ance we both learned dermatology, and we are grateful to them for some of the
illustrations.We are also grateful t o our students, who remind us constantly of the
importance of clarity in communication. Finally, we thank the staff at Blackwell
Publishingwho have helped us through the editingand production stages.
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Structure and Function of
the Skin, Hair and Nails

Skinstructurc,l Functions ofthe skin, 6

Skin,skin is o wonderful thing, (basal layer), move progressively towards the


Keeps the outside out and the inside in. skin surface, and as they ascend they undergo a
I t is essential t o have some baclqround lknowl- process lknown as 'terminal differentiation' t o
edgeofthe normal structure and function of any produce the surface layer of cells (stratum
organ before you can hope t o understand the corneum). Components o f the internal skele-
abnormal. Skin is the icing on the anatomical ton of all cells include so-called 'intermediate
cale, it is the decorative wrapping paper, and filaments' which, in epithelia1 cells, are com-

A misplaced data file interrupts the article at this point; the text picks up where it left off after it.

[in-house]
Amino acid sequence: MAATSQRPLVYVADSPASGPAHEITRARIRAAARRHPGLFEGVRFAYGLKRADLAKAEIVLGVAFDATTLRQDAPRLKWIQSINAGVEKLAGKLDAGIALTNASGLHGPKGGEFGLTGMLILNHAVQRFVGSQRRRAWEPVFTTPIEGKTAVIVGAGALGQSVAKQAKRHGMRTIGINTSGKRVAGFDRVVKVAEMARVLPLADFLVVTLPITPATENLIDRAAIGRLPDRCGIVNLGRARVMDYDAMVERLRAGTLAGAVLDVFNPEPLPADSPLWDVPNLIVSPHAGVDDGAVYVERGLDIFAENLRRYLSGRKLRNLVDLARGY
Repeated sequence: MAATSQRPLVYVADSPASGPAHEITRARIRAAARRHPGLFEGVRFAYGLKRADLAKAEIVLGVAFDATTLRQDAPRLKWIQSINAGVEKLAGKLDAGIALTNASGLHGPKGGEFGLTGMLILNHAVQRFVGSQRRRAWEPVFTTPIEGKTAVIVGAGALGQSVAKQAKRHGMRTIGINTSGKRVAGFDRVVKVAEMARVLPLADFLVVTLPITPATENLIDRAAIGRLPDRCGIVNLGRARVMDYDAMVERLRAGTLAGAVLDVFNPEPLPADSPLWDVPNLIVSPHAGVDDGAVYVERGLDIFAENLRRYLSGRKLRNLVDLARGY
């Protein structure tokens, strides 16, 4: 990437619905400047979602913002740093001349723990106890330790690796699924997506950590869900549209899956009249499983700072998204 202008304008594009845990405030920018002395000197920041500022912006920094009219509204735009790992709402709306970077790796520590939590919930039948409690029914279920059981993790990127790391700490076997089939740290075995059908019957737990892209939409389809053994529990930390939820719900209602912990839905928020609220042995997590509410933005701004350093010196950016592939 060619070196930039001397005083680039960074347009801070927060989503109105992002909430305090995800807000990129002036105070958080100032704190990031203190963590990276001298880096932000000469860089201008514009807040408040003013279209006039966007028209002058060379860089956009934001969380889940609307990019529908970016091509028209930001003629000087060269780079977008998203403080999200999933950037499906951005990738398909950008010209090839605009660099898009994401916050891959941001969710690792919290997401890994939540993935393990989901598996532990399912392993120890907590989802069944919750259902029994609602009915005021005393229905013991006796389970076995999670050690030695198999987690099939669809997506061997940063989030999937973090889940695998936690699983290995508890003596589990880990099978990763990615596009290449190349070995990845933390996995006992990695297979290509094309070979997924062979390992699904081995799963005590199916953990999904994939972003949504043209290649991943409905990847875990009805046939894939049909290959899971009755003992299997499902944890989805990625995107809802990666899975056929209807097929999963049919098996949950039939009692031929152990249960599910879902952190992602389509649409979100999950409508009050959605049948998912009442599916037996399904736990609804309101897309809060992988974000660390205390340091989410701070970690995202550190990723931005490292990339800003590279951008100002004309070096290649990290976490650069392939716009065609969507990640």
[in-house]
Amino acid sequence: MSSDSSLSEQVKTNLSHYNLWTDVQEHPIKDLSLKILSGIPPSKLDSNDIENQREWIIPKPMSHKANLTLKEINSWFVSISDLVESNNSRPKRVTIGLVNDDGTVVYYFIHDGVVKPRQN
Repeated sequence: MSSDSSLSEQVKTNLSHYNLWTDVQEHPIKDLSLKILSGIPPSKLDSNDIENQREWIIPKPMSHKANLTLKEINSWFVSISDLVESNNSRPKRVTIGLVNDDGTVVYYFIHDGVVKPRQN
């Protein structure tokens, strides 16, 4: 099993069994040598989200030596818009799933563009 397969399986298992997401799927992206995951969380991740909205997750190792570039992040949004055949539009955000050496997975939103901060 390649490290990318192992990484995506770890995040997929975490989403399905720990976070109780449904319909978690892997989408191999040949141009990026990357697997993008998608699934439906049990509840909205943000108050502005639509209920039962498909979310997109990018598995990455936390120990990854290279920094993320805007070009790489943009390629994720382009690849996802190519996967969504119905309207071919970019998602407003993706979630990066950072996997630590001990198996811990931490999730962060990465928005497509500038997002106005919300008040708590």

without it not only would we all look rather posed of a group of fibrous proteins lknown
unappealing, but a variety o f unpleasant physio- as lkeratins, each of which is the product of a
logical phenomena would bring about our separate gene. Mutations in these genes are
demise.You have probably never contemplated responsible for certain sldn diseases. During
your sldn a great deal, except in the throes of differentiation, keratin filaments in the corneo-
narcissistic admiration, o r when it has been cytes aggregate under the influenceof filoggriha
blemished by some disorder, but hopefully by process lknown as lkeratinization, and bundles of
the end of this first chapter you will have been filaments form a complex intracellular networlc
persuaded that it is quite a remarkable organ, embedded in an amorphous protein matrix
and that you are lucky t o be on such intimate derived from the keratohyalin granules of the
terms with it. granular layer.
A cell ralkes approximately 8-10 w e e l ~t o
pass from the basal layer t o the surface of the
Skin structure epidermis (epidermal transit time), and loss of
cells from the surface is matched by production
The skin is composed of t w o layers, the epider- in the basal layer so that epidermal thickness is
mis and the dermis.The epidermis, which is the constant.This balance is maintained by growth
outer layer, and its appendages (hair, nails, seba- stimulators and growth inhibitors such as epi-
ceous glands and sweat glands), are derived dermal growth factor (EGF) and transforming
from the embryonic ectoderm.The dermis is of growth factors alpha and beta.The cells on the
mesodermal origin. surface of the skin (squames o r corneocytes),
which constitute thestratum corneum, are ker-